In medical diagnosis, for example, machines crunch vast volumes of data and their conclusions can be more accurate than those of doctors. But in order to accept these conclusions the doctors need to start developing a trust in the artificial intelligence.
Similarly, machine intelligence has reduced the false positives that were common in the past in the practice of compliance with money laundering laws. However, this is not something that regulators can easily accept and it has to be demonstrated over a period of time. It takes a great deal of testing before humans overcome their initial subjective responses and recognize the business value of artificial intelligence.
How does artificial intelligence for arbitration work in the process of evaluating the decisions made by artificial intelligence?
RAO: The arbitration starts with setting goals (e.g., profitability) that an artificial intelligence engine is expected to achieve both in the long-term and short-term. Additionally, non-profit goals, such as reducing accidents in the case of autonomous cars, are also set. In order to measure the performance of the artificial intelligence engines, success metrics are set. This includes acceptable trade-offs between the multiple goals. The performance is tested on actual data just as it was reported for autonomous cars in the conference.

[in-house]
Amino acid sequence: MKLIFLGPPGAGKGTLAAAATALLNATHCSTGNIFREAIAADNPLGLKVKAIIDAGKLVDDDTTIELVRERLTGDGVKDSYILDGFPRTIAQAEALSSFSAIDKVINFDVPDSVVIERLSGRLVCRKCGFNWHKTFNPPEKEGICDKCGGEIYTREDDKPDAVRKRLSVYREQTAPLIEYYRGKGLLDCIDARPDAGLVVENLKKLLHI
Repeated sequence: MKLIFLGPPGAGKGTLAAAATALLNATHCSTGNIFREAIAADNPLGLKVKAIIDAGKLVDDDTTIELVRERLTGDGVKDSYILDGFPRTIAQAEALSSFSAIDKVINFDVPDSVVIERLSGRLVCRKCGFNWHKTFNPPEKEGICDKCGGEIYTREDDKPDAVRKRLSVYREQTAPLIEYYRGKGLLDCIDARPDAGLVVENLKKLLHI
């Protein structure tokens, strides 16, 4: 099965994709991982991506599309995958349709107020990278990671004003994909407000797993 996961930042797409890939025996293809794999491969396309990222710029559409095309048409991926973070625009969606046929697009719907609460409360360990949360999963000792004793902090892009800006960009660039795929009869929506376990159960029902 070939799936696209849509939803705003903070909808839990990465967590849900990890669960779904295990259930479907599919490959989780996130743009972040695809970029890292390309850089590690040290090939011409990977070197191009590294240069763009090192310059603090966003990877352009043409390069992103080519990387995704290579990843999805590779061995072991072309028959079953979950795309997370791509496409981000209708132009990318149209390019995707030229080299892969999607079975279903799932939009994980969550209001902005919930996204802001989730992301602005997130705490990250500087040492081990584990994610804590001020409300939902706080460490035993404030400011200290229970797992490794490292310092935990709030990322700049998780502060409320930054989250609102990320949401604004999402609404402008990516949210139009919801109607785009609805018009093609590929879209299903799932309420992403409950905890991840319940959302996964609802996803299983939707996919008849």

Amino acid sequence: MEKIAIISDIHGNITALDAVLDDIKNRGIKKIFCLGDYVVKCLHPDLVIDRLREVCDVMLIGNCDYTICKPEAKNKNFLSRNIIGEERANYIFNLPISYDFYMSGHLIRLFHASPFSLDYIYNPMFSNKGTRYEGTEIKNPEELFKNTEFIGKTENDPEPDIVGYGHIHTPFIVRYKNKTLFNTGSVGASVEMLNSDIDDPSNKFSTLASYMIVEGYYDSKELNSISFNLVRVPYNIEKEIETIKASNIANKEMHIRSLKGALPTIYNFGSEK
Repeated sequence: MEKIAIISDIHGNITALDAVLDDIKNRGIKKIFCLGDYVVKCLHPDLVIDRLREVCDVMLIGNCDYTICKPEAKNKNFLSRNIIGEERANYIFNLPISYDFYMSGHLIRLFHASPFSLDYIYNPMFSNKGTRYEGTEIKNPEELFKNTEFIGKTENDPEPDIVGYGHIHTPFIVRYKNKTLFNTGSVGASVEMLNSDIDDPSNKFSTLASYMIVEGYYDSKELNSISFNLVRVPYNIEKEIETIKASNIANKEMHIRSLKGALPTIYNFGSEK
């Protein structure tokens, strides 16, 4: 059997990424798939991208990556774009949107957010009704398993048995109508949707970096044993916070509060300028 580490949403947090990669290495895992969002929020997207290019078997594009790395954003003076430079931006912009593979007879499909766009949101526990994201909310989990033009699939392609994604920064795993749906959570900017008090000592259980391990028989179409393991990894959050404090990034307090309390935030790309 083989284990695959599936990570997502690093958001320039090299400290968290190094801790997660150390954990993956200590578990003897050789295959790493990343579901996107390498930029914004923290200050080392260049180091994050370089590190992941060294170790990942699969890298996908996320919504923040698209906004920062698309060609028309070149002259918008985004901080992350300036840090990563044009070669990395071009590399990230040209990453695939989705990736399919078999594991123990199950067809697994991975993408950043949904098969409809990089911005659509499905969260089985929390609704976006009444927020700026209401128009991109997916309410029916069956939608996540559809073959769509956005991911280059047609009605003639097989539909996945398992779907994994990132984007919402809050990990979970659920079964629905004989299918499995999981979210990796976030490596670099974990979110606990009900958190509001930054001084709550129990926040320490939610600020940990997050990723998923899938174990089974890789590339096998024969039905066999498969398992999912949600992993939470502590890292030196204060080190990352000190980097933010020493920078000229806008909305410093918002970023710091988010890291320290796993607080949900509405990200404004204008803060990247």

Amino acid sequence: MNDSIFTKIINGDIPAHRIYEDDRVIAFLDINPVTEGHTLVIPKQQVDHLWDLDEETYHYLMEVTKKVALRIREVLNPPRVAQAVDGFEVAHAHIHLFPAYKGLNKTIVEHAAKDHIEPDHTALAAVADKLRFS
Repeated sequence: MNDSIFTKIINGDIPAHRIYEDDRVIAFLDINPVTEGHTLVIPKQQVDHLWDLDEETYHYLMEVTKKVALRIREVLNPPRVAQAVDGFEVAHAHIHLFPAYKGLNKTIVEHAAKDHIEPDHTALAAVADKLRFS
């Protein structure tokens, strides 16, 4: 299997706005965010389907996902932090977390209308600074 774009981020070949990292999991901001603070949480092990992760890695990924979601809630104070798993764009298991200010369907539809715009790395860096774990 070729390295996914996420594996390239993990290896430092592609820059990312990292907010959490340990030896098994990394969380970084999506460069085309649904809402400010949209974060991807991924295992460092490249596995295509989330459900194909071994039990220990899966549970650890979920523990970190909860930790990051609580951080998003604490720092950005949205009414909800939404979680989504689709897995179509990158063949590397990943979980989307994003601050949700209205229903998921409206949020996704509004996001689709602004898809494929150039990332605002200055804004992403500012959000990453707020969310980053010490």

Much has been said of developing new products and services using vast volumes of data. The annual survey of the insurance industry of PwC mentions cyber insurance. Could you explain how the ideas of arbitrating AI work in the course of developing cyber insurance especially given the fact that not much of actuarial data exists given a short history of network computing?
RAO: Cyber-attacks come from different sources, including lone hackers, fraud groups or nation states. The intrusion activity provides clues on what type of cyber-attack is taking place and the kind of weaknesses that hackers exploit. The eventual loss depends on the type of attack, such as whether it was meant to be denial of service, or theft of valuable information like intellectual property. It can also depend on who the actors are (e.g., lone hackers or nation states) and the type of controls that were implemented prior to the attack. In general, war gaming techniques help to determine expected losses in a variety of scenarios and the options for mitigating risk.
Cyber insurance is already available, but the market is in its state of infancy. Exploratory analysis is underway to understand the problem and to build rudimentary models. While actuarial data is limited, there is a great deal of data available from the footprints hackers leave online.